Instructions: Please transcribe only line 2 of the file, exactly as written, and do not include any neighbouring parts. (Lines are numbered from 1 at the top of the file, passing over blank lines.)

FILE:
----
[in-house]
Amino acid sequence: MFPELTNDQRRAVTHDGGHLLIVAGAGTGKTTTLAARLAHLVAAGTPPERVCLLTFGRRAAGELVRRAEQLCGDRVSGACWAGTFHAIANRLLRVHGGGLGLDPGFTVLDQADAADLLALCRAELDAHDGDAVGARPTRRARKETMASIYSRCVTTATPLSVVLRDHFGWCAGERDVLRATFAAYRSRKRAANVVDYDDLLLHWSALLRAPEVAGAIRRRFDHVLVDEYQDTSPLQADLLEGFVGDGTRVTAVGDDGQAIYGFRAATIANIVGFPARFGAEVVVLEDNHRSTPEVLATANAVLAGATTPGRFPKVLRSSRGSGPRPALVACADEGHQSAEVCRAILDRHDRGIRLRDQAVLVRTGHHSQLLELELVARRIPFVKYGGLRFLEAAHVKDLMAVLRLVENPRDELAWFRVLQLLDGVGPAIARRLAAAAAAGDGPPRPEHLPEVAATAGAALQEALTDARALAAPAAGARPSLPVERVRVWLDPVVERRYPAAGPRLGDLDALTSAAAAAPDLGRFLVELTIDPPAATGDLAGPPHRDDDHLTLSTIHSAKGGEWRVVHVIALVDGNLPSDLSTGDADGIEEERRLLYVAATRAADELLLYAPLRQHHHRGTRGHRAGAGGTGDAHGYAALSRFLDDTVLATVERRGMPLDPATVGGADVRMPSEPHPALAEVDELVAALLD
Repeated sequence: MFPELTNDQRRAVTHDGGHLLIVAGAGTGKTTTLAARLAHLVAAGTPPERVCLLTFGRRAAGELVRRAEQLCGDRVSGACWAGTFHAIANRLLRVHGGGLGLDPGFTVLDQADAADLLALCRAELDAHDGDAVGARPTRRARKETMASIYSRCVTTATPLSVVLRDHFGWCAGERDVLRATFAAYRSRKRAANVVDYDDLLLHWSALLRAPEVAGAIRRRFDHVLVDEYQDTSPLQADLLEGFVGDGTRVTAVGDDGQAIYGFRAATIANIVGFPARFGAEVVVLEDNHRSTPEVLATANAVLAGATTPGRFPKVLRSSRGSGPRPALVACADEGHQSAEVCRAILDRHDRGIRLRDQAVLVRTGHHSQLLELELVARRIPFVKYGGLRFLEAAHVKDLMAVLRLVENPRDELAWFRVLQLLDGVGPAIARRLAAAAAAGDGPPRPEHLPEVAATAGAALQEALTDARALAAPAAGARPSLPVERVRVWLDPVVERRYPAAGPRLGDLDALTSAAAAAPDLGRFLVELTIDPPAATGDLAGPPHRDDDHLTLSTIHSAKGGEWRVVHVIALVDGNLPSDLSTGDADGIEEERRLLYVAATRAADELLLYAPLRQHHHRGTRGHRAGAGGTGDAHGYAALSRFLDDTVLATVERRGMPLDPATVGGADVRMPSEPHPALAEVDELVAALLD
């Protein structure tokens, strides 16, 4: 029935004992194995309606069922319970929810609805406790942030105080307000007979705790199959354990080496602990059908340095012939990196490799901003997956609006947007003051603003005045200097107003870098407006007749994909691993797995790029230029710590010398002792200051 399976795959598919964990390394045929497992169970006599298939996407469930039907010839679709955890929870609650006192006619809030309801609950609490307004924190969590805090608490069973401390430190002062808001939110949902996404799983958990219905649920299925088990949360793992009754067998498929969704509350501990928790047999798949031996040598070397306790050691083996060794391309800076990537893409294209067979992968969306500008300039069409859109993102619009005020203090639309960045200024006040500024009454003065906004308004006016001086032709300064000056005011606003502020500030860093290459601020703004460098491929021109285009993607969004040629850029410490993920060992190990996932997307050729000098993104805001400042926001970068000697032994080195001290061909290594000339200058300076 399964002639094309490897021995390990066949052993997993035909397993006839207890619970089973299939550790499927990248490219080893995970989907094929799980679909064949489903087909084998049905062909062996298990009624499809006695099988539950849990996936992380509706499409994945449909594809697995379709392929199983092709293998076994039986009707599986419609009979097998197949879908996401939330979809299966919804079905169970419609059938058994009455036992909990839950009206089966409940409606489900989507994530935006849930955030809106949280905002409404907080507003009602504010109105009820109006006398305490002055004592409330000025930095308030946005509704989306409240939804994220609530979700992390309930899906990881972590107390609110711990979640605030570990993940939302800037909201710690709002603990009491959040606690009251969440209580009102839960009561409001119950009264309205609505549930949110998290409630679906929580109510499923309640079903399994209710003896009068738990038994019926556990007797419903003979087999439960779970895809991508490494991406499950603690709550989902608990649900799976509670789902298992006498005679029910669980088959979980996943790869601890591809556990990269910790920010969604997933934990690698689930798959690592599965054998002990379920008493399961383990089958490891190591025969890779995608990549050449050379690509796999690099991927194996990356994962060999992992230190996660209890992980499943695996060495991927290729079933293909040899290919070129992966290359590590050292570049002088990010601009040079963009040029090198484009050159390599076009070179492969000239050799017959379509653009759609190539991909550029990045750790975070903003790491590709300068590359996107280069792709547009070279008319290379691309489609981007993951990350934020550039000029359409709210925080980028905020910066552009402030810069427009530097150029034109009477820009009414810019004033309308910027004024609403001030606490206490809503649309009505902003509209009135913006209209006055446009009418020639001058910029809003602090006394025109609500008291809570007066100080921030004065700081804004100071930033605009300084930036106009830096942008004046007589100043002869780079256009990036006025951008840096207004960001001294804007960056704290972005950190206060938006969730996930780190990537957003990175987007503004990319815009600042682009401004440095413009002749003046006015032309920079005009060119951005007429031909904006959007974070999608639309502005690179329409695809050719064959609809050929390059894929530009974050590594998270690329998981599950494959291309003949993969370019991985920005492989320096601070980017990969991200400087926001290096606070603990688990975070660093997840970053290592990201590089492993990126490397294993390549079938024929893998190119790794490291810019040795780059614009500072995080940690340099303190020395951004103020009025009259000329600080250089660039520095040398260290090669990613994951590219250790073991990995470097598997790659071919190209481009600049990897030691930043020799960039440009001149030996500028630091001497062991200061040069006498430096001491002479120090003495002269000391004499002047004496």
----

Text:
Amino acid sequence: MFPELTNDQRRAVTHDGGHLLIVAGAGTGKTTTLAARLAHLVAAGTPPERVCLLTFGRRAAGELVRRAEQLCGDRVSGACWAGTFHAIANRLLRVHGGGLGLDPGFTVLDQADAADLLALCRAELDAHDGDAVGARPTRRARKETMASIYSRCVTTATPLSVVLRDHFGWCAGERDVLRATFAAYRSRKRAANVVDYDDLLLHWSALLRAPEVAGAIRRRFDHVLVDEYQDTSPLQADLLEGFVGDGTRVTAVGDDGQAIYGFRAATIANIVGFPARFGAEVVVLEDNHRSTPEVLATANAVLAGATTPGRFPKVLRSSRGSGPRPALVACADEGHQSAEVCRAILDRHDRGIRLRDQAVLVRTGHHSQLLELELVARRIPFVKYGGLRFLEAAHVKDLMAVLRLVENPRDELAWFRVLQLLDGVGPAIARRLAAAAAAGDGPPRPEHLPEVAATAGAALQEALTDARALAAPAAGARPSLPVERVRVWLDPVVERRYPAAGPRLGDLDALTSAAAAAPDLGRFLVELTIDPPAATGDLAGPPHRDDDHLTLSTIHSAKGGEWRVVHVIALVDGNLPSDLSTGDADGIEEERRLLYVAATRAADELLLYAPLRQHHHRGTRGHRAGAGGTGDAHGYAALSRFLDDTVLATVERRGMPLDPATVGGADVRMPSEPHPALAEVDELVAALLD